It was The Power Broker, by Robert Caro.

It's a classic on power politics in New York in the early to middle 20th century, seen through the eyes of the brilliant and wicked Robert Moses. The glory and curse of the book, though, is that it's a doorstopper. It runs at about 1,110 pages — dense ones. I think Caro said it came to about 700,000 words. (Which was down from his original finished draft of over a million.)

It's awesomely well written, not a slog in any sense of the word, but even great books take time just due to sheer volume. The problem is, when you think about reading a book like that, even taking it off the shelf seems to generate anxiety. Let's do the math: I'm a pretty good reader, I think I read in the neighborhood of 300 words per minute. It might be plus or minus 50 words, but my guess is that's a close estimate for a text written in modern english prose.

At 300 words per minute, a 700,000 word text is going to take me 2,333 minutes, or about 39 hours to read. And there's the issue: the brain doesn't seem to like to get started on 39 hour projects it isn't being paid to complete. So, most commonly, we pick something shorter and easier. Still counts, right?

Then I thought about all of the other great works I wanted to get to in my lifetime. Caro has four (eventually five) books about LBJ that are masterpieces on 20th century American politics. I want to read Gibbons' Decline and Fall of the Roman Empire. I want to read Tolstoy's Anna Karenina and War and Peace. I want to read Boswell's Johnson. Shirer's Rise and Fall of the Third Reich. Adam Smith's The Wealth of Nations. More of Ron Chernow's biographies. (Titan is one of my favorites of all time and I hear great things about Alexander Hamilton.) All doorstoppers.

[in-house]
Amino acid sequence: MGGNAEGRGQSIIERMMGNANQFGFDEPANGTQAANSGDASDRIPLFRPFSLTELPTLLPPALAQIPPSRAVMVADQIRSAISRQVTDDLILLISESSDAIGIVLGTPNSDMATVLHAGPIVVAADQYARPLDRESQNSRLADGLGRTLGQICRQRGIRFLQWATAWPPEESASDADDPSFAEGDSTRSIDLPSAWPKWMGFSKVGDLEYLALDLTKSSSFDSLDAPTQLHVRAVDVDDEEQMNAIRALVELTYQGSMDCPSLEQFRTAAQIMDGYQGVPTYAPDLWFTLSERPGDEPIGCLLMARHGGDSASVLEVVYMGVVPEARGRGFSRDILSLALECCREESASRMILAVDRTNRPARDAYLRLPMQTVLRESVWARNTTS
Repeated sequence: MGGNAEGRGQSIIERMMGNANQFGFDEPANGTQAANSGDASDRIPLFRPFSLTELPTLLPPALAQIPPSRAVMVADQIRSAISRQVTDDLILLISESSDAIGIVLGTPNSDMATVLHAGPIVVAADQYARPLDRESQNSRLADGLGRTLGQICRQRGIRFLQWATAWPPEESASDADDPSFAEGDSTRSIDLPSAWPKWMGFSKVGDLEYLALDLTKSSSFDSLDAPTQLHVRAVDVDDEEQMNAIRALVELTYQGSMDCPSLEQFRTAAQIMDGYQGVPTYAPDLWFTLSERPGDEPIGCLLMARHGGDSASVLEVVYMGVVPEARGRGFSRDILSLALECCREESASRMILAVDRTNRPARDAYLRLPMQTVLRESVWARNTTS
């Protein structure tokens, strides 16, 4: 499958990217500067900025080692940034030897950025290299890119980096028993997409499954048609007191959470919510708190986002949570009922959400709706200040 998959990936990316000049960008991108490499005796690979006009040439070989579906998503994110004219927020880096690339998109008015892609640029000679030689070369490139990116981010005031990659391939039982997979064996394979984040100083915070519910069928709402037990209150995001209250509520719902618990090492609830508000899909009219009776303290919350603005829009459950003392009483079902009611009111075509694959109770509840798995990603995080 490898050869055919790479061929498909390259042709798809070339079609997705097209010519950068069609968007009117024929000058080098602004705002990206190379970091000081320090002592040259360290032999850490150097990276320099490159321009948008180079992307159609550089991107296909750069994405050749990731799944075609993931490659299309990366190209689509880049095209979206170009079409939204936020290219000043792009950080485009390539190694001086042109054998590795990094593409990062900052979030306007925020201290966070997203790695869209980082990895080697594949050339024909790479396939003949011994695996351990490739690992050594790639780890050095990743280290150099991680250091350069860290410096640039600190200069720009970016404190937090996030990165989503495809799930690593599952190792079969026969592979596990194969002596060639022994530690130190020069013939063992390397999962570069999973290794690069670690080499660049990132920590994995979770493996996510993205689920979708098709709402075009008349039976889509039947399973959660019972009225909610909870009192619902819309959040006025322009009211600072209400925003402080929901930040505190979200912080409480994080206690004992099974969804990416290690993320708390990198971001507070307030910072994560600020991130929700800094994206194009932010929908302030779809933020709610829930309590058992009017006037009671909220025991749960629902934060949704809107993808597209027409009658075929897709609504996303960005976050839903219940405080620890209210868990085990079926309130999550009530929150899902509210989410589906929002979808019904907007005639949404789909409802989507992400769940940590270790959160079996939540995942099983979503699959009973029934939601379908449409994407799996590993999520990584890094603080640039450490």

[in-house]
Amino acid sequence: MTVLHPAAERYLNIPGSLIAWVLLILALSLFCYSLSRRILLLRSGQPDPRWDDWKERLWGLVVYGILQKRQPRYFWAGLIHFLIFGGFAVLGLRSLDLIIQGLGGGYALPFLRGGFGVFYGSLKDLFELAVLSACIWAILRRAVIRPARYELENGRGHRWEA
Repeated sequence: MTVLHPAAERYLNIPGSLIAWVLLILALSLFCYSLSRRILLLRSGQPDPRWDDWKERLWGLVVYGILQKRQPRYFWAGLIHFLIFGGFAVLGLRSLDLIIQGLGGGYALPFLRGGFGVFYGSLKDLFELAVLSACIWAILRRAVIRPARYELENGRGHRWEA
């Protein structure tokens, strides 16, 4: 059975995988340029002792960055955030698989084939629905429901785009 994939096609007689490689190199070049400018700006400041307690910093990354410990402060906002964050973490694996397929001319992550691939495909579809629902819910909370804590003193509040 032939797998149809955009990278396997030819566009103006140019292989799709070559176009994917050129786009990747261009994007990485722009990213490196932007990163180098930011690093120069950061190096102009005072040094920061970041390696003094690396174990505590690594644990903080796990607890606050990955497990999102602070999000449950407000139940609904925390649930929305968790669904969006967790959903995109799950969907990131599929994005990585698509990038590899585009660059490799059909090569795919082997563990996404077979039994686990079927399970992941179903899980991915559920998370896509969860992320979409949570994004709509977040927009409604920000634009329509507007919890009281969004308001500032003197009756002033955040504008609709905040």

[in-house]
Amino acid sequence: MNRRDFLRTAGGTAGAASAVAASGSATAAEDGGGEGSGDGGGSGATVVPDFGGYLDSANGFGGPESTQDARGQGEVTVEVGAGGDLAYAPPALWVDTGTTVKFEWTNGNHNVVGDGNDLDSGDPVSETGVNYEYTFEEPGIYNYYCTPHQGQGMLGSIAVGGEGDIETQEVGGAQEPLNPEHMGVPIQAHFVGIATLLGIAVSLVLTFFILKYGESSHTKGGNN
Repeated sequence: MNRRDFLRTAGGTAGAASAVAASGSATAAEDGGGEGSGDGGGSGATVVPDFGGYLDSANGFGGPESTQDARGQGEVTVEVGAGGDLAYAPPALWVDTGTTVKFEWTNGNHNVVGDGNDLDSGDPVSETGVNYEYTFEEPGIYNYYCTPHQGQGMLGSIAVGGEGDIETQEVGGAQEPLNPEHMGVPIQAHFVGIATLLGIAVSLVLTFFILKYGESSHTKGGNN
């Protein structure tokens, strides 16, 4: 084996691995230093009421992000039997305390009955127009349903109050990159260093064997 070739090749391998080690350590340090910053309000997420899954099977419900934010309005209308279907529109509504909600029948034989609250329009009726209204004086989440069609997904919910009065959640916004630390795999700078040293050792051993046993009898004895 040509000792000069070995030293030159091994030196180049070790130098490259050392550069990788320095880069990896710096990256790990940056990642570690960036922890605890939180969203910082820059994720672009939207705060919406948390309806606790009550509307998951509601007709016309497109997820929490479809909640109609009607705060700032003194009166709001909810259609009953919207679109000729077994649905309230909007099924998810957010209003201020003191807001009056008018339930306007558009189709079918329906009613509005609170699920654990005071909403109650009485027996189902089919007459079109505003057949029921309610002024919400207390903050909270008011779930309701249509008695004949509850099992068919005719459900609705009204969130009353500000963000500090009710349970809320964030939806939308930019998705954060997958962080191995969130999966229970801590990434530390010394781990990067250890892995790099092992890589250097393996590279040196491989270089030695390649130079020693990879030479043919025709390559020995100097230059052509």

That got me thinking. How the heck does anyone get these books read? How do I become a person that's read all these books rather than talked about them?

We do a lot of reading for Farnam Street, but it's hard to take a week off from our standard fare to sit and read War and Peace. It's the same for any busy person with a profession that takes up their days.

***

The solution I devised for myself is a simple one I wanted to share. It's 25 pages a day. That's it. Just commit to that, and then do it. What will 25 pages a day get you?

Let's say that two days out of each month, you probably won't have time to read. Plus Christmas. That gives you 340 days a year of solid reading time. 25 pages a day for 340 days is 8,500 pages. 8,500. What I have also found is that, when I commit to a minimum of 25 pages, I almost always read more. So let's call the 8,500 pages 10,000. (I only need to extend that 25 pages into 30 to get there.)

With 10,000 pages a year, at a general pace of 25/day, what can we get done?

Well, The Power Broker is 1,100 pages. The four LBJ books are collectively 3,552 pages. Tolstoy's two masterpieces come in at a combined 2,160. Gibbons is six volumes and runs to about 3,660 pages. That's 10,472 pages.

That means, in about one year, at a modest pace of 25 pages a day, I've knocked out 13 masterful works and learned an enormous amount about the history of the world. In one year!

That leaves 2017 to read Shirer's Rise and Fall (1,280), Carl Sandburg's Six Volumes on Lincoln (2,000?), Adam Smith's Wealth of Nations unabridged (1,200), and Boswell's Johnson (1,300) with plenty of pages left to read something else.

This is how the great works gets read. Day by day. 25 pages at a time. No excuses.

***